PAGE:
Editing Modernism in Canada


May 28, 2011

Proto-Modernism in The Canadian Magazine

Over the past month I have spent a great deal of time, both online and in the library, reading through old issues of The Canadian Magazine (AKA: The Canadian Magazine of Politics, Science, Art and Literature) as part of my research into war short stories for my book-in-progress, Shattered Lines: The First World War in Canadian Fiction. Some of what I’ve discovered in the magazine (beyond the war theme itself) may be of interest to scholars of Canadian modernism, especially those focused on its early development, so I thought I would provide a few observations to the EMiC blog.

The Canadian Magazine is probably not the first periodical scholars think of when they think “modernism”; the more quintessential modernist magazines like The Canadian Forum and The McGill Fortnightly Review tended to work in opposition to it. The CM‘s foundations were decidedly in the imperialist movement of the late nineteenth and early twentieth centuries. Founded in 1893 as a successor to earlier periodicals like The Canadian Monthly and National Review (1872-78) and The Week (1883-96), its early contributors included George Taylor Denison, George Parkin Grant, Gilbert Parker, and other old reliables of the imperialist era. It was also a major forum for the work of the Confederation poets, and both E. Pauline Johnson and L.M. Montgomery were contributors.

Where the magazine gets interesting for modernism is from around 1914-15 onwards, when the First World War appeared to shatter some of the more conservative precepts of its editorial policy. Between May and November 1916, for example, it serialized the harrowing trench narratives of the Irish author and ex-infantryman Patrick MacGill. MacGill wrote of Allied soldiers “wiped out like flies” in horrific combat, a year before Wilfrid Owen described men “who die as cattle” in his landmark antiwar poem “Anthem for Doomed Youth.” MacGill has no claim to being a Canadian author (he fought in the Irish Guards until being invalided out of action). Yet the fact that the CM would print his visceral war stories (quite possibly in contravention of the strict censorship rules of Canadian Chief Censor Ernest J. Chambers) is a sign that the CM had its finger on the dying pulse of civilization long before Charles Yale Harrison, Erich Maria Remarque, and other postwar antiwar writers had their say.

In 1917, the CM published a retrospective article on the recently-deceased Tom Thomson, written by his erstwhile patron, J.M. MacCallum, giving an early boost to Canadian modernist painting — and introducing Thomson, still an obscure figure at that point, to a mainstream Canadian readership.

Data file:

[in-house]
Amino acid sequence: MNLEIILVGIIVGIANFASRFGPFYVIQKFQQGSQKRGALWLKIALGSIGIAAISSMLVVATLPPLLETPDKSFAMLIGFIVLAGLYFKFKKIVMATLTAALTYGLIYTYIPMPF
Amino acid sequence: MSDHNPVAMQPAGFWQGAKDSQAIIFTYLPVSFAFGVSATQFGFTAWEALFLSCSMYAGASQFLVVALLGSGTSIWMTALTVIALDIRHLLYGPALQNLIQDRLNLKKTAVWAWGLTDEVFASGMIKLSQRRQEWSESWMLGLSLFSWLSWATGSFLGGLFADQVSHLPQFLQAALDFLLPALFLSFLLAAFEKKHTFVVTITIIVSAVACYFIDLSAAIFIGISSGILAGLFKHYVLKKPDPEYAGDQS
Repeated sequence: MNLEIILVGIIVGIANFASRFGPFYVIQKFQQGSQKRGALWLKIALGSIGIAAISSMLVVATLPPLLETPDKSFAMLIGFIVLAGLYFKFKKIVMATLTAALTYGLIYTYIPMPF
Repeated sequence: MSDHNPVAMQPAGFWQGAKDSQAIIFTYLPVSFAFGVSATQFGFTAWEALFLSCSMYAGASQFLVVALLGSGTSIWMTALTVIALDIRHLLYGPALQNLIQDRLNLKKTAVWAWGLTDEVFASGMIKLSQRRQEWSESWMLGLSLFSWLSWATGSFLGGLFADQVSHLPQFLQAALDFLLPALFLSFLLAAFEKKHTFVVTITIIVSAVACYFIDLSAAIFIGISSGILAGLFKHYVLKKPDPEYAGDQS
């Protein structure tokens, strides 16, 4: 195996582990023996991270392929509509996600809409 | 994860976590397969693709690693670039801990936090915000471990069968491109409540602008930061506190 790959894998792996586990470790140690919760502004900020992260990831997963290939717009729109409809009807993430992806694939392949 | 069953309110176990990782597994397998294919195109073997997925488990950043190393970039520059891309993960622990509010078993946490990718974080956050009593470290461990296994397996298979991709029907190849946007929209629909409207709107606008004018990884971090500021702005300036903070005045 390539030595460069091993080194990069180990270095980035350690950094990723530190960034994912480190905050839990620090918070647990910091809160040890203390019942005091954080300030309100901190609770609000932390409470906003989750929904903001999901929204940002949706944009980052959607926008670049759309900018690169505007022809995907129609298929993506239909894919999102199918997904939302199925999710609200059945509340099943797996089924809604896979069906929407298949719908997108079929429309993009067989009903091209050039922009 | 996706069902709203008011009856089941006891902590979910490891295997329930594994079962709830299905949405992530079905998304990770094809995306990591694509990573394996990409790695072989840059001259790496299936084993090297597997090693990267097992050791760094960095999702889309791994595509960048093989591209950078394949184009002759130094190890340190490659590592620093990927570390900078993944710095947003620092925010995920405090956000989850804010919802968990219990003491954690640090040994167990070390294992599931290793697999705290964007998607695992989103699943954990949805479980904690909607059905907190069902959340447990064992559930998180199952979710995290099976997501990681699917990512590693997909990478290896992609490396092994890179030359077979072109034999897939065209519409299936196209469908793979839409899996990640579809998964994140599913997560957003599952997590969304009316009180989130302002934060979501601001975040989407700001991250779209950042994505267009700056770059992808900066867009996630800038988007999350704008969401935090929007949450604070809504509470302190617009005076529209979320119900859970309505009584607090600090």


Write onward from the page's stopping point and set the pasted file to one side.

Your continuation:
Some interesting things happen in the 1920s as well. One finds in the issue for February 1928 a short story by Marjorie Pickthall, best known as a key proto-modernist poet; Raymond Knister, another seminal figure, contributed to the magazine before his tragic death in 1932. Also of interest to scholars of war and Atlantic Canadian writing are the many stories by Will R. Bird (best known for his war memoirs and his novels and stories of maritime life) published between the late twenties and late thirties.

I’ve found little in the CM to support a notion that it gave full-blown endorsement of modernism (though I admit not having done a systematic study of every issue since I was looking specifically for war stories). Much of what the CM published was sentimental and neo-romantic in mode, and its articles on current affairs were occasionally quite reactionary. But as a periodical on the cusp of the imperialist/ post-Conferation era and the modernist period, I’d consider it worthy of consideration for anyone interested in that transition.

– Peter Webb

POSTSCRIPT Re. ACCESSING THE CANADIAN MAGAZINE: Some angel or sage to whom I am infinitely grateful has digitized the ENTIRE run of The Canadian Magazine between 1893 and 1922 and posted it on The Internet Archive, where you can read full-text facsimiles online or download them to your desktop as PDFs. At this point the remaining issues between 1923 and 1939 (when the magazine shut down) are not digitized, but a number of good academic libraries hold them in folio format.

Leave a Reply

You must be logged in to post a comment.